If you are proceeding with a Statement of Claim, you would follow all the standard rules for pursuing a civil action (the Alberta Rules of Court are located here).

The following paragraphs give a basic overview of the civil claim process. Matters can get significantly more complicated than what is outlined below. More information and forms for civil actions are located on the Alberta Courts website (here). In addition, ACLRC has compiled a list of online resources to help you pursue your action (here).

Exchange of Pleadings

After serving your Statement of Claim on all the parties, you must wait for the defendants to file their Statements of Defence. If served in Alberta, the Defendant has 20 days after service of the Statement of Claim to file their Statement of Defence and provide you with a copy.  The Defendant has 1 month to file a Statement of Defence if service is effected outside Alberta but within Canada (Rule 3.31(3)).

Exchange of Information (Document Exchange and Questioning)

The next step in a civil lawsuit is document exchange. To start this process, the Plaintiff must serve an Affidavit of Records on all the opposing parties. An Affidavit of Records is a sworn list of all the documents that are material and relevant to your action that are or have been under your control. Sometimes Affidavits of Records contain thousands of documents, and sometimes a person has no relevant documents to list. In addition, you do not list documents in your possession that are privileged (i.e. communications between you and your lawyer, documents prepared with a dominant purpose of litigation, or communications about settling your dispute) in your Affidavit of Records.

You have three months after receiving a Statement of Defence to prepare and serve the other parties with your Affidavit of Records (form located here). Once the Defendants receive your Affidavit of Records, they have two months to prepare and serve their own Affidavit of Records on you (using the same form above). 

After the Affidavits of Record are exchanged, the action moves on to Questioning. In a civil action, each party has the right to question all opposing parties (under oath) while a court reporter records exactly what is being said. All parties must either swear or affirm that they are telling the truth during questioning. Each side is entitled to ask (and have answered) questions that are relevant and material (and not privileged) to the action. Questioning is ordinarily given orally and in-person.

Once Questioning is completed, there is a period where outstanding Undertakings are fulfilled. During questioning, the person being questioned often:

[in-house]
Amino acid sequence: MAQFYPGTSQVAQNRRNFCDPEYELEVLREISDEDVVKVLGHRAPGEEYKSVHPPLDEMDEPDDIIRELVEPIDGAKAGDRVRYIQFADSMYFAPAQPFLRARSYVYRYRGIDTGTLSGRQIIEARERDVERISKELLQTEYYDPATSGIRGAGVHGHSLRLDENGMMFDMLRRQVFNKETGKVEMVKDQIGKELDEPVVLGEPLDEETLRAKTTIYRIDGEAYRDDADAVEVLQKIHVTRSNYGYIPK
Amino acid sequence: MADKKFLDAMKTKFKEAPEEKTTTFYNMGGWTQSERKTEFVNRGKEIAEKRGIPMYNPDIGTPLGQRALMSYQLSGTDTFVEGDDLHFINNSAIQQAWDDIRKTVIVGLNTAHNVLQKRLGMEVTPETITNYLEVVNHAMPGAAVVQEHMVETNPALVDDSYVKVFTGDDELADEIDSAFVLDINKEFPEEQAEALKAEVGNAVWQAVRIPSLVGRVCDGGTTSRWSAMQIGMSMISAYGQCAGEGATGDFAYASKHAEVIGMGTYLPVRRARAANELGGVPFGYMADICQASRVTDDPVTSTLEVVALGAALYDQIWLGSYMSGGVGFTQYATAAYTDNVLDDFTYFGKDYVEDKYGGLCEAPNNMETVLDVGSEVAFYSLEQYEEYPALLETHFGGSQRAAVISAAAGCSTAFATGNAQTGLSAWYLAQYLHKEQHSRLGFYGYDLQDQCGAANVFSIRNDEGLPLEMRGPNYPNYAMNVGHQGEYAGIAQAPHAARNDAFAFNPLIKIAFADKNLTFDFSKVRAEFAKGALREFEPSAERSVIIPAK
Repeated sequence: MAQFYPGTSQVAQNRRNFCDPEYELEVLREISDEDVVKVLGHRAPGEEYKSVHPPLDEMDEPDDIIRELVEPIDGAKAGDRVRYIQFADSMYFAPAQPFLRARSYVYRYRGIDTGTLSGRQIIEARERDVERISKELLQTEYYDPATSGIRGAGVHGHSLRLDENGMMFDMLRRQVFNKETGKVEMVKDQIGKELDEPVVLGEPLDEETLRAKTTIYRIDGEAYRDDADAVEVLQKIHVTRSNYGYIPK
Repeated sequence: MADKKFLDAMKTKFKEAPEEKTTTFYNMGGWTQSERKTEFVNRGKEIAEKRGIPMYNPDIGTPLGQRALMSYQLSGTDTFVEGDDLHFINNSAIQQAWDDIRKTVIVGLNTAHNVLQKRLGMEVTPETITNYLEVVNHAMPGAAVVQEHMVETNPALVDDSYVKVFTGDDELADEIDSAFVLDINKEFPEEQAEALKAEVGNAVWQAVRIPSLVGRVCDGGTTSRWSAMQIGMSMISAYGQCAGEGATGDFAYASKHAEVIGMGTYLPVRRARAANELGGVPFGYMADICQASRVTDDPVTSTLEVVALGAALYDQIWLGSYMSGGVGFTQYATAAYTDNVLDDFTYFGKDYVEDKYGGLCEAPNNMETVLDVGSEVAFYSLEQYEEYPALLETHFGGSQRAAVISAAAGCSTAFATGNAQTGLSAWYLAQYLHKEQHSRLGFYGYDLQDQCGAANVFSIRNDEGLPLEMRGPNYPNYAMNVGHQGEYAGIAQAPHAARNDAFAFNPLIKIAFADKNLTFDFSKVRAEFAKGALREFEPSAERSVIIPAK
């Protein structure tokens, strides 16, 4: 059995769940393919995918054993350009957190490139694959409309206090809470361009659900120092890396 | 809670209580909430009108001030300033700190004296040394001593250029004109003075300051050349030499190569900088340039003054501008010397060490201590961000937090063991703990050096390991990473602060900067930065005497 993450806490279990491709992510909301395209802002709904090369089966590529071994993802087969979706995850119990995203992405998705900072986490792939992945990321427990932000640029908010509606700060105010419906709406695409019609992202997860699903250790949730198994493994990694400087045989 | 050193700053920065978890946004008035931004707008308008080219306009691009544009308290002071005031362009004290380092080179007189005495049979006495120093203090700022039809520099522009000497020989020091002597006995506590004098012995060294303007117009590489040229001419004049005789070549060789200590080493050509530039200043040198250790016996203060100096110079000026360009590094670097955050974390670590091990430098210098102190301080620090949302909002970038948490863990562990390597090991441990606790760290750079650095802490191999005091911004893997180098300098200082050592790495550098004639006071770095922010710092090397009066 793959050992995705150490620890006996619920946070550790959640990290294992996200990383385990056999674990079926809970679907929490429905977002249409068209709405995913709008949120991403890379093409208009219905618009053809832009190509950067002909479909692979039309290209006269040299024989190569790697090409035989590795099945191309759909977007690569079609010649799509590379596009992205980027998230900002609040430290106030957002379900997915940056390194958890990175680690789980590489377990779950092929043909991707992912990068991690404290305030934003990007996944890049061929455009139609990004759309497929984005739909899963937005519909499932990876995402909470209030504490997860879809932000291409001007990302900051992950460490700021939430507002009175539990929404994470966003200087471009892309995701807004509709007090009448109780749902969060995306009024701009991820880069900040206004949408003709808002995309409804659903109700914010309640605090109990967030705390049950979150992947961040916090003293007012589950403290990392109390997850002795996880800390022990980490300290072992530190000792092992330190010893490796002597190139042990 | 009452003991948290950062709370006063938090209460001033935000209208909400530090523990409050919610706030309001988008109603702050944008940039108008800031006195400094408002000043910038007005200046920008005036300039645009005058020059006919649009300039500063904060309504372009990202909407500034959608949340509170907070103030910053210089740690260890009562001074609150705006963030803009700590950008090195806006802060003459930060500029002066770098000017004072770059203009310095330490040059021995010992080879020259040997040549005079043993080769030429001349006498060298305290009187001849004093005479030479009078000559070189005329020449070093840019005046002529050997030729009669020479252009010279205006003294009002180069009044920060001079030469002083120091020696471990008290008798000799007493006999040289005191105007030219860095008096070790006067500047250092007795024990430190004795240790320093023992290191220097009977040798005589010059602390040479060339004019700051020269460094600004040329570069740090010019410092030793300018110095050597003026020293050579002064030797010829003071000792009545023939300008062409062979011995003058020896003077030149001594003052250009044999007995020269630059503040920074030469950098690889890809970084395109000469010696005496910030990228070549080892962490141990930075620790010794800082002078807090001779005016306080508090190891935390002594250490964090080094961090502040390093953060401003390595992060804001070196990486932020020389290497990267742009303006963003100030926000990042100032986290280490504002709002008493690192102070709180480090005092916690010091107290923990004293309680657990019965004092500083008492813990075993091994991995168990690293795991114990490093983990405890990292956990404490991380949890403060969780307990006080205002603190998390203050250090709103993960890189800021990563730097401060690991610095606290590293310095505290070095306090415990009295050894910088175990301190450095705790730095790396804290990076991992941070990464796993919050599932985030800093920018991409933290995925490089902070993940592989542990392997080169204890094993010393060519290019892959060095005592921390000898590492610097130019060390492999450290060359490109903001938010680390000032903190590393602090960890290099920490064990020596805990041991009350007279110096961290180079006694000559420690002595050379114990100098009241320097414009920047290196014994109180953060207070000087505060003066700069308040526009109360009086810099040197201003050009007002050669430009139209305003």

• does not know the answer to a relevant question, or
  • fails to provide a relevant and material document that isn’t subject to privilege.

If either of the above situations occurs, the person being questioned must undertake to inform themselves so they can answer, or provide the documents, within a reasonable time period. This collection of outstanding documents or answers to questions is known as undertakings.

Judicial Dispute Resolution

Judicial Dispute Resolution (commonly referred to as JDR) is a confidential dispute resolution process that parties enter before moving to trial. At present, JDR is a voluntary process, but the Rules intend for it to be mandatory so this is subject to change.

JDR attempts to settle a dispute by giving the parties an opportunity to put their best foot forward before a judge. While each JDR proceeds a little bit differently, typically the judge will read written submissions from the parties and give his or her opinion on the case. Judges can take different roles in a JDR, but often they will meet with all parties together, and then conference with each side individually. The judge will often point out the strengths and weaknesses of a case, and try to get the parties to a point where they can settle without trial. While the goal of JDR is settlement, any settlement is completely voluntary. If a case does not settle at JDR, the JDR judge cannot be the trial judge.


After all document and information exchange is completed (and if JDR is foregone or unsuccessful) the claim will move on to trial. Only a small percentage of cases ever actually go to trial, and it often takes longer than you might expect to get your case before a judge.

If the claim does go to trial, you will have to present your case in accordance with the Rules of Court (here).

The University of Windsor and the National Self-Represented Litigants Project have published a helpful document of tips and advice to assist in preparing for trial if you are self-represented (found here). If you have more questions about going to trial, you can find the contact information for trial coordinators for the Alberta Court of Queen’s Bench here.